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Abnormal performance of peroral endoscopic myotomy (POEM): a case misdiagnosed as achalasia of cardia



Pseudoachalasia is a rare disease that behaves similarly to achalasia (AC), making it sometimes difficult to differentiate.

Case presentation

We report a case of 49-year-old male with adenocarcinoma of the gastroesophageal junction misdiagnosed as achalasia. No obvious abnormalities were found in his initial examinations including upper digestive endoscopy, upper gastrointestinal imaging and chest computed tomography (CT). During the subsequent introduced-peroral endoscopic myotomy (POEM), it was found that the mucosal layer and the muscular layer had severe adhesion, which did not receive much attention, delayed the clear diagnosis and effect treatment, and ultimately led to a poor prognosis for the patient.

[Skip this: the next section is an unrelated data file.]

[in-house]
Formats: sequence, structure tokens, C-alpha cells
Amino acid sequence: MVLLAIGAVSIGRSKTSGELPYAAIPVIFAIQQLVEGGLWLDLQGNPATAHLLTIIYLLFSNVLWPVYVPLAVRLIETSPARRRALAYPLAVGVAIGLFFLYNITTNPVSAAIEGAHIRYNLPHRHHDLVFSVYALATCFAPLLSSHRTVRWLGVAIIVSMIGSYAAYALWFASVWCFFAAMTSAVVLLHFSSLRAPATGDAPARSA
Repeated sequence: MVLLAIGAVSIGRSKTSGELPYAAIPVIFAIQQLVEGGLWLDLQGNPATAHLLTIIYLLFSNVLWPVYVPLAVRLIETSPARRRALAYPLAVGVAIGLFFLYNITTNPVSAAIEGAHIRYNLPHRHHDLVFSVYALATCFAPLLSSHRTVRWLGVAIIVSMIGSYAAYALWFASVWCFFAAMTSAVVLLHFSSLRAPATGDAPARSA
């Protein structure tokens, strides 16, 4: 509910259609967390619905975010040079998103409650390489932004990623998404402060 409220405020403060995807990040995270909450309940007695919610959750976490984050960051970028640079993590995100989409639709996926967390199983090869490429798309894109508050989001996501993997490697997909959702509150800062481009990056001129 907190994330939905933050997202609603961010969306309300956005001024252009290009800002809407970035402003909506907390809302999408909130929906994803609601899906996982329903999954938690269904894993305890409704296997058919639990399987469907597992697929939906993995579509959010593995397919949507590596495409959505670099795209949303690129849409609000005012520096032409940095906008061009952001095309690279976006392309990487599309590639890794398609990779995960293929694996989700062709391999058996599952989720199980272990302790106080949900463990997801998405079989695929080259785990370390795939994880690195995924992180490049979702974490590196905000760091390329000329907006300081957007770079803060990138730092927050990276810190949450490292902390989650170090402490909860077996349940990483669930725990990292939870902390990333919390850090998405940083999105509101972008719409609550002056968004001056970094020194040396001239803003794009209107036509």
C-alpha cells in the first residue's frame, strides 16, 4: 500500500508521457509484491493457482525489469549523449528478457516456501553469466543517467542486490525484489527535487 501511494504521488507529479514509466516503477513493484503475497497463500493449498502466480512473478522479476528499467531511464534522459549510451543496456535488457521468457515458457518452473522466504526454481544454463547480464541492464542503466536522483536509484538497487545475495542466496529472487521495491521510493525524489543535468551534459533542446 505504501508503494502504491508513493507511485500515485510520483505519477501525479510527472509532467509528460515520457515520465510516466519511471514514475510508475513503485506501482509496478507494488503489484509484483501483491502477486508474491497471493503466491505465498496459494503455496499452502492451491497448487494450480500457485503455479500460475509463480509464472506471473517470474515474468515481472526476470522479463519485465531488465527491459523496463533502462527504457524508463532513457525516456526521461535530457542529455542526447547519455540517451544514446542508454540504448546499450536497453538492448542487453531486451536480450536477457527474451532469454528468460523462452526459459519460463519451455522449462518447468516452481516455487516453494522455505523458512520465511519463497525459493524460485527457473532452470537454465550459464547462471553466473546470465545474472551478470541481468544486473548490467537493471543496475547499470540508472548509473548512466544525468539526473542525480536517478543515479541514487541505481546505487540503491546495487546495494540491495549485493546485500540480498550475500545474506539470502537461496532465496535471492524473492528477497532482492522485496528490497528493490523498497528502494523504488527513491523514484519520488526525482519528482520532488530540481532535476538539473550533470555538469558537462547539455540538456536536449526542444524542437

This case suggests that when patients with AC found mucosal and muscular adhesions during POEM surgery, the possibility should be considered that the lesion may be caused by a malignant lesion.

Peer Review reports


AC is a primary esophageal dyskinesia disease of unknown etiology, with an annual reported incidence of about 1 in 100,000 worldwide [1], characterized by poor relaxation of the lower esophageal sphincter and loss of peristalsis of the esophagus [2]. Pseudoachalasia, also known as secondary achalasia, is a dysphagia syndrome caused by secondary etiology with achalasia-like symptoms. Due to similar clinical manifestations and examination results, sometimes it is difficult to distinguish pseudoachalasia from AC, which causing misdiagnosis and mistreatment can reduce the quality of life and survival time of patients [3].Therefore, it is particularly important to enhance the knowledge of clinicians on the two diseases and improve the accuracy of clinical diagnosis.

Case presentation